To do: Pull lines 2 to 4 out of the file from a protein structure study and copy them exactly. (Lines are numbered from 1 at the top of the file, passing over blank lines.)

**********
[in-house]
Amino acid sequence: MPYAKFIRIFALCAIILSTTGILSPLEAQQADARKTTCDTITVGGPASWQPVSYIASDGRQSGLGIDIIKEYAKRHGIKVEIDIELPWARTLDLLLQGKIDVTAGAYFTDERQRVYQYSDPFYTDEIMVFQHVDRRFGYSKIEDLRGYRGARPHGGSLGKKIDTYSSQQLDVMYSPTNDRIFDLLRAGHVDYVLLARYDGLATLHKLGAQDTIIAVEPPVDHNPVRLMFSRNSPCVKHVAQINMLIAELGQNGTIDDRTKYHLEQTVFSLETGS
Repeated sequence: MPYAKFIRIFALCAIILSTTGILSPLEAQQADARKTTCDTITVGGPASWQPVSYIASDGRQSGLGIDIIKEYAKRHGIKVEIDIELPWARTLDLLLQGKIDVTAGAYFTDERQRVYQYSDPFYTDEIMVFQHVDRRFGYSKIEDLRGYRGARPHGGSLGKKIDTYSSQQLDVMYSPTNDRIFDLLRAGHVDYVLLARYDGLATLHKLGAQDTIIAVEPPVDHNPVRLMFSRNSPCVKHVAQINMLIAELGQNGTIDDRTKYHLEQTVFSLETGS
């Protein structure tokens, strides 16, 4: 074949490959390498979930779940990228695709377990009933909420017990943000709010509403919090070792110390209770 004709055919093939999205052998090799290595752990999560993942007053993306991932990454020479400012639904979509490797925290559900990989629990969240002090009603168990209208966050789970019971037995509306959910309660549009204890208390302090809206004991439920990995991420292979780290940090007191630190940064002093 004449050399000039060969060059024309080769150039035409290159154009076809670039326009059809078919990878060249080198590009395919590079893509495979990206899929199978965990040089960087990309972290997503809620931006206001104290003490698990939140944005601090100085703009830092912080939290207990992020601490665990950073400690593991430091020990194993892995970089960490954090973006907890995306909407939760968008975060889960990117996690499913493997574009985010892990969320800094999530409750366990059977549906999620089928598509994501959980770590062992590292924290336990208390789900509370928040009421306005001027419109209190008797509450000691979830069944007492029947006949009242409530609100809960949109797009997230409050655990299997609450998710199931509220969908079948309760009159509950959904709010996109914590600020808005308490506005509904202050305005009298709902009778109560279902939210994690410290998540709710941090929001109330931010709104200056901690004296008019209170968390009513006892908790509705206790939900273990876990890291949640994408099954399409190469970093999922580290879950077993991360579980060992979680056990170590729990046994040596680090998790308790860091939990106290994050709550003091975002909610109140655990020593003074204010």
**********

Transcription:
Amino acid sequence: MPYAKFIRIFALCAIILSTTGILSPLEAQQADARKTTCDTITVGGPASWQPVSYIASDGRQSGLGIDIIKEYAKRHGIKVEIDIELPWARTLDLLLQGKIDVTAGAYFTDERQRVYQYSDPFYTDEIMVFQHVDRRFGYSKIEDLRGYRGARPHGGSLGKKIDTYSSQQLDVMYSPTNDRIFDLLRAGHVDYVLLARYDGLATLHKLGAQDTIIAVEPPVDHNPVRLMFSRNSPCVKHVAQINMLIAELGQNGTIDDRTKYHLEQTVFSLETGS
Repeated sequence: MPYAKFIRIFALCAIILSTTGILSPLEAQQADARKTTCDTITVGGPASWQPVSYIASDGRQSGLGIDIIKEYAKRHGIKVEIDIELPWARTLDLLLQGKIDVTAGAYFTDERQRVYQYSDPFYTDEIMVFQHVDRRFGYSKIEDLRGYRGARPHGGSLGKKIDTYSSQQLDVMYSPTNDRIFDLLRAGHVDYVLLARYDGLATLHKLGAQDTIIAVEPPVDHNPVRLMFSRNSPCVKHVAQINMLIAELGQNGTIDDRTKYHLEQTVFSLETGS
């Protein structure tokens, strides 16, 4: 074949490959390498979930779940990228695709377990009933909420017990943000709010509403919090070792110390209770 004709055919093939999205052998090799290595752990999560993942007053993306991932990454020479400012639904979509490797925290559900990989629990969240002090009603168990209208966050789970019971037995509306959910309660549009204890208390302090809206004991439920990995991420292979780290940090007191630190940064002093 004449050399000039060969060059024309080769150039035409290159154009076809670039326009059809078919990878060249080198590009395919590079893509495979990206899929199978965990040089960087990309972290997503809620931006206001104290003490698990939140944005601090100085703009830092912080939290207990992020601490665990950073400690593991430091020990194993892995970089960490954090973006907890995306909407939760968008975060889960990117996690499913493997574009985010892990969320800094999530409750366990059977549906999620089928598509994501959980770590062992590292924290336990208390789900509370928040009421306005001027419109209190008797509450000691979830069944007492029947006949009242409530609100809960949109797009997230409050655990299997609450998710199931509220969908079948309760009159509950959904709010996109914590600020808005308490506005509904202050305005009298709902009778109560279902939210994690410290998540709710941090929001109330931010709104200056901690004296008019209170968390009513006892908790509705206790939900273990876990890291949640994408099954399409190469970093999922580290879950077993991360579980060992979680056990170590729990046994040596680090998790308790860091939990106290994050709550003091975002909610109140655990020593003074204010």